The brewer is challenging 18-to-24 year old drinkers to tap into their “party instinct” for three convention-twisting parties in London, Warsaw and Milan over the next month.
Each event uses a mix of sensory tricks and conceptual designs to challenge peoples’ expectations of parties, ranging from twisting their perception of time to recreating a bespoke hotel experience. Content will be captured during the parties and pushed out online after the initiative ends to help expand on the edgier positioning for the Desperados brand.
The aim of the parties is to drive sampling beyond the normal experiential methods in order to foster loyalty among younger, trendy drinkers. The parties serve as the Jack Morton-created experiential component of the beer’s #partyinstinct campaign, which also spans social media and PR.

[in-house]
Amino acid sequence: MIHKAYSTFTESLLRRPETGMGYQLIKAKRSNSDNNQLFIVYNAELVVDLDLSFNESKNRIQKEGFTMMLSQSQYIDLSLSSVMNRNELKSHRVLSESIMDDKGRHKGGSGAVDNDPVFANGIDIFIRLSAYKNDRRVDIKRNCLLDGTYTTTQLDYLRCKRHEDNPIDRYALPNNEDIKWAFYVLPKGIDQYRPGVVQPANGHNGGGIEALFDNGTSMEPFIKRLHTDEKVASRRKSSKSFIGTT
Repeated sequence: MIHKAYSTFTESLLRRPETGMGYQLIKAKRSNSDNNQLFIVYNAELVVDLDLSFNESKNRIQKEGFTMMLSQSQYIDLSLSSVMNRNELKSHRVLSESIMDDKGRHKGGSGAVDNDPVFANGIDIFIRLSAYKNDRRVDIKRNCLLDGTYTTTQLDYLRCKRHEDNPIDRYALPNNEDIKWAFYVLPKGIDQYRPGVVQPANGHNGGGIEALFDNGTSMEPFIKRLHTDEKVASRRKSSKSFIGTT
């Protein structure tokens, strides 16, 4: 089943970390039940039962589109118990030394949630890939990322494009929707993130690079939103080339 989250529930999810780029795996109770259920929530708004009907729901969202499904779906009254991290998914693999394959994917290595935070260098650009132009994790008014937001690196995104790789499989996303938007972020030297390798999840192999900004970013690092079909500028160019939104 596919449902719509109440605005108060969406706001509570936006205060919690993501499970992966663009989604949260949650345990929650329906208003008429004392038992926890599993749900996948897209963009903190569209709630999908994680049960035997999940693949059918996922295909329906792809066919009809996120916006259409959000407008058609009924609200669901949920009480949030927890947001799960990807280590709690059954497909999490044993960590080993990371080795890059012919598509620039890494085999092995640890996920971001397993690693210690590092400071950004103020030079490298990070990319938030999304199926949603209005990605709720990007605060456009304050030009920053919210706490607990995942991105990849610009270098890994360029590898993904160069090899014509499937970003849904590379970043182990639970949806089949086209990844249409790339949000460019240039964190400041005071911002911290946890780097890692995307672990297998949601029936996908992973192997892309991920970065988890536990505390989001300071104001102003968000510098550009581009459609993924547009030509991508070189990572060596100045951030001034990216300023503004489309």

Desperados’ plan to convert party buzz into loyalty is one already adopted by rival Cubanisto in the UK. The AB InBev-owned beer opted for the experiential-led marketing plan for its March launch and claimed at the time it was a more cost-effective route than the traditional media-intensive plan. It has hosted several parties since and plans to continue with the unusual strategy in 2015 to try and forge a reputation for hosting memorable events.
Spirit beers are sweeter than mainstream brews, making them a key way of recruiting younger drinkers who have not yet developed a taste for beer. Growing demand for sweeter alternatives is expected to push the flavoured on-trade market to be worth £400m by 2016, according to alcohol consultants CGA Strategy, with core consumers coming from the 18-to-25-year-old group.
Consequently, Heineken and AB InBev have moved into the space with unconventional marketing plans designed to reflect the music and social lifestyles of their target audience.
Separately, Heineken revealed “unseasonably wet weather” in Europe had dented sales in the three months to September. Total sales fell 1.5% to @5.1bn in the period.